Effects of Temperature and Nitrogenous Wastes on Survival and Growth of the Barton Springs Salamander Eurycea sosorum




Crow, Justin C.

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The Barton Springs Salamander (BSS), Eurycea sosorum, is a federally endangered obligate aquatic salamander found only in a few spring outflows located in a highly urbanized recreational area of Austin, Texas. The purpose of this study was to gain essential information regarding the physiological response of the BSS to thermal manipulations and three common aquatic nitrogenous toxins (ammonia, nitrite, and nitrate). All salamanders used in this study were produced at the San Marcos Aquatic Resource Center (U.S. Fish and Wildlife Service) as part of a captive breeding program. To examine thermal stressors, salamanders were subjected to a temperature increase of 0.5°C per day until a loss-of-righting response (LRR) was observed. Additionally, salamander growth was assessed following a 69 day trial in which young salamanders were reared at five different temperature treatments (nominal 15, 18, 21, 24 and 27°C). The cumulative ET50 of the LRR for the combined replicates observed in the BSS was 32.6 ± 0.24°C (mean ± SD). The optimal temperature for growth of the BSS for total length was estimated to be 18.3°C resulting in a 59.7 ± 21.09% increase in total length. To investigate the effects of nitrogenous wastes on the BSS, ninety-six hour median-lethal concentration (96-hour LC50) trials were conducted for un-ionized ammonia-N (UIA-N), nitrite-N, and nitrate-N. The 96-hour LC50 of UIA-N, nitrite-N, and nitrate-N to the BSS was 2.1 ± 0.19 mg/L, 27.7 ± 0.72 mg/L, and 851.1 ± 49.21 mg/L, respectively. These results will aid in the conservation, management, and ongoing efforts to culture the BSS in captivity.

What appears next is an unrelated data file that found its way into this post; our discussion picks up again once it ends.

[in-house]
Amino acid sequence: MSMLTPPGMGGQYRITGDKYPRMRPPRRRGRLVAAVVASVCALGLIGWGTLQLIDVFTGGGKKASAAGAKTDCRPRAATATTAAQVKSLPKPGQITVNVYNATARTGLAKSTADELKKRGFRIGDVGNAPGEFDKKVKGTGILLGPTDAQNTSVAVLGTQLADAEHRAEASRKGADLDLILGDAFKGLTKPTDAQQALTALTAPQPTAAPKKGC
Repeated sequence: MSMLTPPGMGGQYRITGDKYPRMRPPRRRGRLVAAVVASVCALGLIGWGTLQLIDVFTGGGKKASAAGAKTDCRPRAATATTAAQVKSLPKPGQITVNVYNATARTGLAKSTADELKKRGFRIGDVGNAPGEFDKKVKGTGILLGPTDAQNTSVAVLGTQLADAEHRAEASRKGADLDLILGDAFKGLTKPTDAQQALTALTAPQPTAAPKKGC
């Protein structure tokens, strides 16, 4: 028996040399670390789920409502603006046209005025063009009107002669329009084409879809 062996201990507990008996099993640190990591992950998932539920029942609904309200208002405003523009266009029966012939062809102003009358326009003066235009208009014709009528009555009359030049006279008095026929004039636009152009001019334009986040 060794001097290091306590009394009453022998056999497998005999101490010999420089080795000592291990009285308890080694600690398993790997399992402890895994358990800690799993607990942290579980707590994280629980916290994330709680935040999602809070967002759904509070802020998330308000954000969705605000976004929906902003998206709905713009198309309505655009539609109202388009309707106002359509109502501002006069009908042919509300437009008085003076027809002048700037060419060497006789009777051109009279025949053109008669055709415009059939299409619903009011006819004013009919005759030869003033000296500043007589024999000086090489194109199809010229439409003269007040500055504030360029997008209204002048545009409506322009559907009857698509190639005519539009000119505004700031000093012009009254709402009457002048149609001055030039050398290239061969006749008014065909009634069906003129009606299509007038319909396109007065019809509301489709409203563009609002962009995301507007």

Endangered, Eurycea, Optimal growth, Temperature, Ammonia, Nitrite, Nitrate, Toxicity, Conservation


Crow, J. (2015). <i>Effects of temperature and nitrogenous wastes on survival and growth of the Barton Springs Salamander Eurycea sosorum</i> (Unpublished thesis). Texas State University, San Marcos, Texas.


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